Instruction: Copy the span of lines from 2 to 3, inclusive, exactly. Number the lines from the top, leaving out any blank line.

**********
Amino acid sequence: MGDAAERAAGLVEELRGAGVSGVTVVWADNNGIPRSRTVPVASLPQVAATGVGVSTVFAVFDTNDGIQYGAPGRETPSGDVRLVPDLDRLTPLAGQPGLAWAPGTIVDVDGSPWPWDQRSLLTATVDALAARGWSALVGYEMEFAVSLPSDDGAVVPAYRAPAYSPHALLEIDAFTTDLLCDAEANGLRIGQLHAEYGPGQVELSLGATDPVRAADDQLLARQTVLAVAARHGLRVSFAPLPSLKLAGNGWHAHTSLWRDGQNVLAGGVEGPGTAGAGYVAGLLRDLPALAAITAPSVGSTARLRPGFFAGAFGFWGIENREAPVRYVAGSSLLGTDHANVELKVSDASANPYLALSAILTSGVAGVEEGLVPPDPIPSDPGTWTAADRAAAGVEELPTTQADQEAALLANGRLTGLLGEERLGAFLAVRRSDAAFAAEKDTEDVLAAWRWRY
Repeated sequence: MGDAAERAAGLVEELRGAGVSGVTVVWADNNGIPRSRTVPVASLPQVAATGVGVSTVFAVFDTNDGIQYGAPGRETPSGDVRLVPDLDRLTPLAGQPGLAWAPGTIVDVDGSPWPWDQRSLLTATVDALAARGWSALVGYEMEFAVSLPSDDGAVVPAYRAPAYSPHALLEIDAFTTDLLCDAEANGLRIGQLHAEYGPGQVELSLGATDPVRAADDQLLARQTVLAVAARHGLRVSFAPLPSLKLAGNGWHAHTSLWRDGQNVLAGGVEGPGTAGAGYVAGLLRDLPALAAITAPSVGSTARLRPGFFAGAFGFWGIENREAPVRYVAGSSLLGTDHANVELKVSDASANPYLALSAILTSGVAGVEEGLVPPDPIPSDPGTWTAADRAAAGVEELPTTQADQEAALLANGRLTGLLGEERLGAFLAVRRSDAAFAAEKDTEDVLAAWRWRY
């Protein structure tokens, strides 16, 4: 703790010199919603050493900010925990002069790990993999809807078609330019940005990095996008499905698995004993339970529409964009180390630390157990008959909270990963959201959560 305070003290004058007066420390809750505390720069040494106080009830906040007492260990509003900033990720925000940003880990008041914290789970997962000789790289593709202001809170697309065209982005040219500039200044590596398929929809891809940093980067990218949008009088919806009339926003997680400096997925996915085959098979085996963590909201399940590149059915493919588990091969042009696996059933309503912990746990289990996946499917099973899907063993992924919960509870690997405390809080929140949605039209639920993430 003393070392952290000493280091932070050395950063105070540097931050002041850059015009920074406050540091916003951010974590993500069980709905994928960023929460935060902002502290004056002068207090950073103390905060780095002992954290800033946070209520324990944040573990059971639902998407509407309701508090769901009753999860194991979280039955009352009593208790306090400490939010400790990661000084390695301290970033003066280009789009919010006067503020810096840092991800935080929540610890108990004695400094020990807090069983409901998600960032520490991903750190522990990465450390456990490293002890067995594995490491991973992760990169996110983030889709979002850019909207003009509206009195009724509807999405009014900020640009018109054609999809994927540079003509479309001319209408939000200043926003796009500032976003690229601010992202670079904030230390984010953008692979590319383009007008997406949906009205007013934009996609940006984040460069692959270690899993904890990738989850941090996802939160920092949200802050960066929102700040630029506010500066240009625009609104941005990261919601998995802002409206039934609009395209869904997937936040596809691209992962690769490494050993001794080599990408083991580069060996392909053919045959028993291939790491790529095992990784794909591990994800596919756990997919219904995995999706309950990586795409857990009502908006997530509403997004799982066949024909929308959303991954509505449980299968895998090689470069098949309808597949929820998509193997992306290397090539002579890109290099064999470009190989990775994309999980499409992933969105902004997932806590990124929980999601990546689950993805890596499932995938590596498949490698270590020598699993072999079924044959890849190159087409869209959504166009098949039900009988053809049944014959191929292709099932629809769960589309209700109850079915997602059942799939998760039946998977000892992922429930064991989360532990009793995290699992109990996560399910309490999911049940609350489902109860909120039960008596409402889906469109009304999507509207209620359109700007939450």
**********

Repeated sequence: MGDAAERAAGLVEELRGAGVSGVTVVWADNNGIPRSRTVPVASLPQVAATGVGVSTVFAVFDTNDGIQYGAPGRETPSGDVRLVPDLDRLTPLAGQPGLAWAPGTIVDVDGSPWPWDQRSLLTATVDALAARGWSALVGYEMEFAVSLPSDDGAVVPAYRAPAYSPHALLEIDAFTTDLLCDAEANGLRIGQLHAEYGPGQVELSLGATDPVRAADDQLLARQTVLAVAARHGLRVSFAPLPSLKLAGNGWHAHTSLWRDGQNVLAGGVEGPGTAGAGYVAGLLRDLPALAAITAPSVGSTARLRPGFFAGAFGFWGIENREAPVRYVAGSSLLGTDHANVELKVSDASANPYLALSAILTSGVAGVEEGLVPPDPIPSDPGTWTAADRAAAGVEELPTTQADQEAALLANGRLTGLLGEERLGAFLAVRRSDAAFAAEKDTEDVLAAWRWRY
């Protein structure tokens, strides 16, 4: 703790010199919603050493900010925990002069790990993999809807078609330019940005990095996008499905698995004993339970529409964009180390630390157990008959909270990963959201959560 305070003290004058007066420390809750505390720069040494106080009830906040007492260990509003900033990720925000940003880990008041914290789970997962000789790289593709202001809170697309065209982005040219500039200044590596398929929809891809940093980067990218949008009088919806009339926003997680400096997925996915085959098979085996963590909201399940590149059915493919588990091969042009696996059933309503912990746990289990996946499917099973899907063993992924919960509870690997405390809080929140949605039209639920993430 003393070392952290000493280091932070050395950063105070540097931050002041850059015009920074406050540091916003951010974590993500069980709905994928960023929460935060902002502290004056002068207090950073103390905060780095002992954290800033946070209520324990944040573990059971639902998407509407309701508090769901009753999860194991979280039955009352009593208790306090400490939010400790990661000084390695301290970033003066280009789009919010006067503020810096840092991800935080929540610890108990004695400094020990807090069983409901998600960032520490991903750190522990990465450390456990490293002890067995594995490491991973992760990169996110983030889709979002850019909207003009509206009195009724509807999405009014900020640009018109054609999809994927540079003509479309001319209408939000200043926003796009500032976003690229601010992202670079904030230390984010953008692979590319383009007008997406949906009205007013934009996609940006984040460069692959270690899993904890990738989850941090996802939160920092949200802050960066929102700040630029506010500066240009625009609104941005990261919601998995802002409206039934609009395209869904997937936040596809691209992962690769490494050993001794080599990408083991580069060996392909053919045959028993291939790491790529095992990784794909591990994800596919756990997919219904995995999706309950990586795409857990009502908006997530509403997004799982066949024909929308959303991954509505449980299968895998090689470069098949309808597949929820998509193997992306290397090539002579890109290099064999470009190989990775994309999980499409992933969105902004997932806590990124929980999601990546689950993805890596499932995938590596498949490698270590020598699993072999079924044959890849190159087409869209959504166009098949039900009988053809049944014959191929292709099932629809769960589309209700109850079915997602059942799939998760039946998977000892992922429930064991989360532990009793995290699992109990996560399910309490999911049940609350489902109860909120039960008596409402889906469109009304999507509207209620359109700007939450």